Team Out of Town Blog Hub (Outoftownblog.com) – What do Filipinos talk about when they are gathered around the table to eat? Food! That’s how fond we are of food stories.
Over a week ago, over a delightful lunch of Kapampangan cuisine, Peach Reyes shared with us stories of their Sunday get-togethers. She shared “On a low day, we would gather around 30 guests, and on big days, it would go up to 120.”
“That’s every Sunday of the month except the first Sunday, which is their time for the other side of their families,” clarifies Peach.
Peach Reyes is a granddaughter of culinary icon Teresita “Mama Sita” Reyes. Yes, she is the Mama Sita we see on the labels of Filipino food sauces, marinades, soup mixes, syrups, etc.
Mama Sita has 11 children and 27 grandchildren
“But during these get-togethers, everyone is welcome – my nephew’s basketball teammates, my cousins’ friends, etc.,” adds Peach.
Of course, each get-together is well-thought-of and properly curated.
Much like our lunch of barbecued dishes, using Mama Sita’s Barbecue Marinade, seafood sinigang using Mama Sita’s Guava Mix and Batuan Paste, sisig paella with Mama Sita’s Sisig Sauce, seafood kare-kare with Mama Sita’s kare-kare sauce, ensaladang pako with Mama Sita’s Pinoy Ensalada (Sweet Black Pepper) Vinaigrette, and many other local dishes.
Our lunch was supposed to be a picnic on a mango farm in Mexico, Pampanga, a sampling of one of the Reyes clans’ favorite activities. But there was too much rain. So, the organizers decided to move to Angeles for lunch.
According to the Mama Sita Foundation, the organizer of the event, Mama Sita would often invite her family to harvest picnics all over the Philippines, where they would simply set down a place for them to eat meals under a tree, whilst picking fruits and knowing which ones are ready to harvest. The simplicity of the picnics made them memorable and unique to her family, shaped by the same experiences Mama Sita had growing up.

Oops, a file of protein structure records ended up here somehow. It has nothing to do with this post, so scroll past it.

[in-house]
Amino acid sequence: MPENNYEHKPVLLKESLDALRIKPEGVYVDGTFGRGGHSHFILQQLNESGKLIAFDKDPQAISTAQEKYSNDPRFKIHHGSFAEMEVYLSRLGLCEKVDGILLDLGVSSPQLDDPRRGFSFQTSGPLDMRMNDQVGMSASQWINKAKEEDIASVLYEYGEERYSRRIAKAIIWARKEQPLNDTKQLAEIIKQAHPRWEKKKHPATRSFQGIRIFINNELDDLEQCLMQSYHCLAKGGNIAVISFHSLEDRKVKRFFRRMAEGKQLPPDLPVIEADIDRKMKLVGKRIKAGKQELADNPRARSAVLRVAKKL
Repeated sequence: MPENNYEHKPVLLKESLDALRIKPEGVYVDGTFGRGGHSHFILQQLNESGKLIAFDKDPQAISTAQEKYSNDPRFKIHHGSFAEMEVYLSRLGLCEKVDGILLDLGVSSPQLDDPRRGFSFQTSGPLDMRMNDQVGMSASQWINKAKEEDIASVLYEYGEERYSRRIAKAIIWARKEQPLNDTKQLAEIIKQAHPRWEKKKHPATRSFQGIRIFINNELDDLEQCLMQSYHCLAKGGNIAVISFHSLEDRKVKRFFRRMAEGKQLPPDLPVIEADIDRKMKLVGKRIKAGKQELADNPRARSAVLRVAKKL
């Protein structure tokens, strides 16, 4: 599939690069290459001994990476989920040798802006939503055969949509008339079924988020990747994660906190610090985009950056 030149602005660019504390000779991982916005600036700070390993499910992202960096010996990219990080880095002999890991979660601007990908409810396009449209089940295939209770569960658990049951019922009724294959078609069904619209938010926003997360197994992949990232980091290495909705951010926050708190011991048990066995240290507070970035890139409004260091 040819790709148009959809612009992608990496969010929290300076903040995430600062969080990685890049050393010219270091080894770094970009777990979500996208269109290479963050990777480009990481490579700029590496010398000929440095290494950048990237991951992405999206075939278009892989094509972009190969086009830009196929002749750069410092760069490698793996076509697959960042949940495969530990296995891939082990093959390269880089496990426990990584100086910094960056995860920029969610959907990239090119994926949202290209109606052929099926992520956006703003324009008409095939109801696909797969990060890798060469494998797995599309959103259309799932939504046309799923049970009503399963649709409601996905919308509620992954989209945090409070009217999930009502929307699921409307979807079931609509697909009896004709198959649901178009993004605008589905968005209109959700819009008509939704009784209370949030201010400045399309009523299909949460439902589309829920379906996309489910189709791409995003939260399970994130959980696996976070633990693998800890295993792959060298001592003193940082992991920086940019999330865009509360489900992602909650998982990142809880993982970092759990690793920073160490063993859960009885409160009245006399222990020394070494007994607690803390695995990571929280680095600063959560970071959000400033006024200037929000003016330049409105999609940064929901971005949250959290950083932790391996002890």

In a press release, another granddaughter of Mama Sita, Joyce Sandoval, shared “We roughed it out a lot. Sometimes, there would not be enough space at a picnic table to eat, so we would take turns sitting down. We would climb trees and learn to pick fruit and tell which ones were just the right stage of ripeness.”
But before that, we also had some fun activities and delicious snacks on the mango farm in Mexico, Pampanga.
We were welcomed with snacks of sweet corn, saba, and coconut juice set underneath a giant mango tree.
After that, Kapitan Elmer David, the owner of the farm, taught us how the trees are planted, maintained, and harvested.
Then, we went off to pick the mangoes off the trees.
We had a mango tree in our backyard in Cavite, where I grew up, so it was a fun activity for me. I spent summers under that mango tree, with friends, and eating our harvests with my favorite sauce, which is bagoong or salted shrimp fry.
To make the mango-picking activity more exciting, the organizers divided us into groups and asked us to guess the total weight of their harvests. We were also given questions about mangoes that our teammates had to answer while we picked mangoes.
Our group won with a total harvest of 89 kilos and our guess was 80 kilos. The other group picked more mangoes, around 120 kilos, but their guess was far wrong.
For our prizes, we brought home mangoes.
The event was organized to celebrate Mama Sita Foundation’s Mga Kuwentong Pagkain 10th year anniversary.
Mga Kuwentong Pagkain is an initiative of the Mama Sita Foundation to seek out and share little-known food stories and experiences celebrating our Filipino foodways—a vision that inspired the late Mama Sita to share her culinary journey and legacy to a wider audience.
The Mama Sita Foundation’s initiatives aim to perpetuate the legacy of Mama Sita, by bringing people closer to appreciating our foodways and those who keep them alive, just as Mama Sita did in her lifetime.
To share your own food story, email firstname.lastname@example.org. For more food stories and more details about Mga Kwentong Pagkain, go to www.facebook.com/mgakwentongpagkain.
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